BROKEN … and healing

INOLA ON THE AISLE @ The First Annual MITF: FALL
Jewel Box Theatre @ Workshop Theatre Company
312 West 36th Street, 4nd Floor, New York, NY
On Wednesday, November 04, 2015

broken2 “Broken” by George Cameron Grant, directed by Joy Kelly; and starring Kaili Y. Turner.

At first, the empty stage enables the audience to speculate in its mind what it is going to see or hear. Moments later, a woman, Claire, runs on the stage and she says, “It’s not fair!” “You vanished but my imagination….” She wears a light jacket and a T-short with the word, Broken, on the front of it.

Claire opens up to the audience with deep emotions about the man with stinky-smelling toes, who is no longer in her life. She misses the smell of his stinky toes, the taste of his lips, and the color of his eyes. She infers that she can see him in her mind’s eye, and she felt safe around him when he was alive. She shouts! “You made me feel whole, safe.” She walks around on the stage and says, “Now, all I feel is broken.”

Claire takes off her shoes, sneakers and socks; and she kneels on the floor. Later, she reminisce about her life as a child, and she describes her experience in the bathroom where she closes her eyes. She gets into a magical life, wishing she is somebody else; but not herself. The audience takes in her every word intensely as she continues to reveal how she finally had the courage to question herself. Who am I? Am I black or white? She recounts that her mother’s face dropped before she responded to her questions. Her mother said to her that God doesn’t make ugly things, but people make good things ugly. In addition, she describes the leaving of her father from this world. He died years earlier! Her belief in this magic changed when she had to wear a uniform and being driven in a van to school.

Claire tells the audience that she was assured by her mother that it was time for her to go to school, in the world. She realized that the other children were different, and she wanted to go back home with her mother. She never saw her mother again. Claire’s mother was killed and she was left alone in this world. She lets the audience into her world about the lost she felt when she was a young girl before she talks about how she met the man who was in her life. He died on September 11, 2001.

Like most people do, Claire was minding her own business in a business establishment listening to jazz music. She saw the vision of this person she met in an over-stretch T-shirt. She observed the stranger’s steps, and all the while she was wondering what would happen if those fingers were to examine her. Longing to be noticed and longing to be observed, the man comes over to her cocoon. After giving him a once over, she gets into a conversation with him. They bonded with each other, and he gave her a necklace. He draped it around her neck, and she informs the audience about his comment. He tells her that the necklace was meant for her.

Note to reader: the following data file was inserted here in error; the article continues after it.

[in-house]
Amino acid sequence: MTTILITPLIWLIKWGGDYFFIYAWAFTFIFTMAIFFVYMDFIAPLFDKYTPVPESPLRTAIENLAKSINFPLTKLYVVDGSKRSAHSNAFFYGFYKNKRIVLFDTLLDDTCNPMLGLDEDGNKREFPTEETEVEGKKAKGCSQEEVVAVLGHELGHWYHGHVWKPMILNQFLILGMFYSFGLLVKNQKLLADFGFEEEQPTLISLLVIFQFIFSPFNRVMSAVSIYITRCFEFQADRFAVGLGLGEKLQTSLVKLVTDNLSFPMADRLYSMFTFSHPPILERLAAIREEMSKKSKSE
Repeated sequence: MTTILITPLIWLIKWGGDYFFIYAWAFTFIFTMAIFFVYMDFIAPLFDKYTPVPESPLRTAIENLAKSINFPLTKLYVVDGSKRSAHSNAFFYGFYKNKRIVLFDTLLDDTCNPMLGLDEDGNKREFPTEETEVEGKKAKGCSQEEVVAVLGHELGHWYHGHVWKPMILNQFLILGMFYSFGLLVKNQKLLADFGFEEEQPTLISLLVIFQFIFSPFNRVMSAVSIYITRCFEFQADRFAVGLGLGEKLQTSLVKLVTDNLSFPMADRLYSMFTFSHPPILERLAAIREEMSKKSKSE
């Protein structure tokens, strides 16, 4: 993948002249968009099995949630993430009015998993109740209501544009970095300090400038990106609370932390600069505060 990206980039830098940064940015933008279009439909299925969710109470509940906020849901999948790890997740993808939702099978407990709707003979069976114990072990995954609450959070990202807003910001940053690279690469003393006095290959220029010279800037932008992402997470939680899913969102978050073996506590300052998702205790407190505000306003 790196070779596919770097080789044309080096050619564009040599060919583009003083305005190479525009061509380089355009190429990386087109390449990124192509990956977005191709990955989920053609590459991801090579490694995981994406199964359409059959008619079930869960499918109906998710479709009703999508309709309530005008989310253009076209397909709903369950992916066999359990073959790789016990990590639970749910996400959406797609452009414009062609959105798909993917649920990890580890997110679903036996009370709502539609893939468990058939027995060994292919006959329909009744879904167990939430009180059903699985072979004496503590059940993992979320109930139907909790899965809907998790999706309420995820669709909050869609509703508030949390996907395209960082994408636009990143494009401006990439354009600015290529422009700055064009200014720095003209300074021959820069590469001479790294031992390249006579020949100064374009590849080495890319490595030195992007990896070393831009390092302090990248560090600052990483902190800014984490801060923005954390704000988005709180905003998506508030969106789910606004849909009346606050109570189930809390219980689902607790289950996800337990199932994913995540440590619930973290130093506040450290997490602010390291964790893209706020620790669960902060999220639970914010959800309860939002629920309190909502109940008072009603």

The man encouraged Claire to leave the restaurant. He said to her, “Let’s get out of here and go down to the… for ice cream.” Claire doesn’t like ice cream, and the man wanted to know why she doesn’t like it. She tells the audience that he gave her the opportunity to tell him her reason by offering to drive her to the beach. She never went to the beach before. The audience awaits Claire’s explanation about her trip with the man on their way to the beach. She talks about their first-time encounter until their last on Tuesday, September 11, 2001. He was hell bent on seeking a better job on that fatal day. His appointment was at 8:00 am, and she was afraid that he will get the job.

After the destruction of the World Trade Center buildings, Claire left the apartment in search of the car, and she found it although she left the keys at home. She tells the audience that she climbed into the back seek of the car, and someone took her out of the car. She was taken to a dusty room, and she knew that they were talking about her. Later on, Claire tried her best to cope with the loss of this man. She informs the audience about her whereabouts and the things she did in order to reconcile with her hurt and emptiness inside. The beach was a place of solace for her where she holds up the necklace that was given to her by the man.

The writer’s gets his message across to the audience. This one-woman show, “Broken” surely allows the audience to feel the hurt of a real person whose significant other died on Tuesday, September 11, 2001. There are more stories out there to be told, and I will recommend this performance to theatre goers on a regular basis. The healing process is a long and time-consuming one for too many people whose love ones died on this date. The American History and the World History have changed the way in which businesses are conducted around the world. There is no turning back!

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